Our first task on day 2 was to locate the Ecosphere office. We wanted to say hello to them and ask about the start time of the trek the next day. Finding the office was an easy task, as Kaza is a small place. The market has an internet shop (expensive satellite connection) but no ATMs as of now.
Our start time for the trek, the next day was 11.00 am and we hired a jeep to visit the famous Kee Monastery later that afternoon.
On our visit to Kee, we met two people from Israel and France and they persuaded us to visit the village of Kibber the same day too. We came back in the evening and the next day we would get a jeep transfer to Langza, the starting point of our trek.
Langza (14435 feet, 4400m)
The biggest question of the day was whether to take Avomine (anti-nausea medicine for our motion sickness) or not? Dilip and I decided to take it and Sesha did not. All of us reached safely to Langza after a 45-minute drive.
Langza has around 20 houses in all and such places instantly appeal to us, because deep at heart we believe we are small-town people.
500 Meters Downhill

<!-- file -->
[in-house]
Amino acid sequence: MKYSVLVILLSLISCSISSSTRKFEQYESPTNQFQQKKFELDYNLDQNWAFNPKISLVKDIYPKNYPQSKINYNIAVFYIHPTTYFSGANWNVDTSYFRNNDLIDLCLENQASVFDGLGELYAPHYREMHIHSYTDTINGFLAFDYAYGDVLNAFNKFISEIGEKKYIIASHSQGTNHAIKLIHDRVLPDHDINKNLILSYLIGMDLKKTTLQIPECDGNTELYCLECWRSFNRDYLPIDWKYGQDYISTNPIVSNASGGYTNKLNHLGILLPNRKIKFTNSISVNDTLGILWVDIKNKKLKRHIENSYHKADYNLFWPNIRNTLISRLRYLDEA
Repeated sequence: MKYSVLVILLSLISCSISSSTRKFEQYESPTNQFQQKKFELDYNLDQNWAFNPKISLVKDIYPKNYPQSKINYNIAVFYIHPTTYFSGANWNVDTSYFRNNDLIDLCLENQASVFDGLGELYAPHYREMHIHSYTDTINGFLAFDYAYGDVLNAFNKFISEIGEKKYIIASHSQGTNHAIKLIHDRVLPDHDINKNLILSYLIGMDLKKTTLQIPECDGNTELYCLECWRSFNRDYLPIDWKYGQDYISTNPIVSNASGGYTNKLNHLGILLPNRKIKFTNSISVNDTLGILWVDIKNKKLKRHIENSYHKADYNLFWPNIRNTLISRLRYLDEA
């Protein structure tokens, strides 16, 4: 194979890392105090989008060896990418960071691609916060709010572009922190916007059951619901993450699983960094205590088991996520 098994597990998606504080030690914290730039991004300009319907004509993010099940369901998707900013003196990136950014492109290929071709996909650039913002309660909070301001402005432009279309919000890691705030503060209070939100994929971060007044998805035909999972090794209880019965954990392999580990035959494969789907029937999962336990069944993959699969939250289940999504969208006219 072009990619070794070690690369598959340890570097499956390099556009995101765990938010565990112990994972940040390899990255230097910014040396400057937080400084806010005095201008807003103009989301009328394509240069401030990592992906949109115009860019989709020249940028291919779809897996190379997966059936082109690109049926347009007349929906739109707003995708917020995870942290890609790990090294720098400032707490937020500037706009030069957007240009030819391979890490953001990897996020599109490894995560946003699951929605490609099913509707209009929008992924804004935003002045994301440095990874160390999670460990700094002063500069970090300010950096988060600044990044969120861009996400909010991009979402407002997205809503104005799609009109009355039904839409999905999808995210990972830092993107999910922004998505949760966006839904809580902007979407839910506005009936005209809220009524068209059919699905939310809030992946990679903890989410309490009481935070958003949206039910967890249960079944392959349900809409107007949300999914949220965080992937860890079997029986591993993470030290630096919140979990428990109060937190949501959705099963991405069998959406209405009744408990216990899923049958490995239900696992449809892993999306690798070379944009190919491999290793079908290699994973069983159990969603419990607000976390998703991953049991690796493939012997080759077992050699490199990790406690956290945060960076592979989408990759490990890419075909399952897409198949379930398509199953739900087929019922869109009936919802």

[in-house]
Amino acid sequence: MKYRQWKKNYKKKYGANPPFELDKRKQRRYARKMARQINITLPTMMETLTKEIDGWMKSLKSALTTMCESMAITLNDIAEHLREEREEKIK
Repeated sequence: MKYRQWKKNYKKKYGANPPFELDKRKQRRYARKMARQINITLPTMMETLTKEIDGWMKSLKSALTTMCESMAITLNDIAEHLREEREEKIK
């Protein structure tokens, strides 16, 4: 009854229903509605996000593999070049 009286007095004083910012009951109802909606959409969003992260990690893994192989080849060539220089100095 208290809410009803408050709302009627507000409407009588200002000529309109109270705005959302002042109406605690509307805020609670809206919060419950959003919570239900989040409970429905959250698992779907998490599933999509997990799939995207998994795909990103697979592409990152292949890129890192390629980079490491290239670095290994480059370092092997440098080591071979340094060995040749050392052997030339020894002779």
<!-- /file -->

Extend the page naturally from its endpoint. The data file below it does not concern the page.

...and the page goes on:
We were dropped at the local monastery and our homestay was at a distance of 500m downhill. This was our first experience of staying at home with local people and I have to say, it was really nice.
Langza is framed by the mountain range Chocho Khang Nilda and the village is beautiful. Because of the altitude of 14435 feet, my head started feeling funny after an hour or so.
Sesha actually took ill in the evening (after our visit to see the fossils found here) due to the altitude and not paying enough attention to it. After a very anxious night, he thankfully recovered in the morning and we could start our trek to Komik as planned.
Komik (14806 feet, 4513m)
Komik was about a five-hour walk for us and it is also the highest place where we stayed on this trek. The route crosses via the village of Hikkim, which is supposed to have the highest post office in the world at 15,500 feet. We were five people, three of us and Amar Singh, our guide, and Anjan, our porter. Dilip and Anjan would run ahead throughout the trek and Sesha, Amar and I would make up the rear.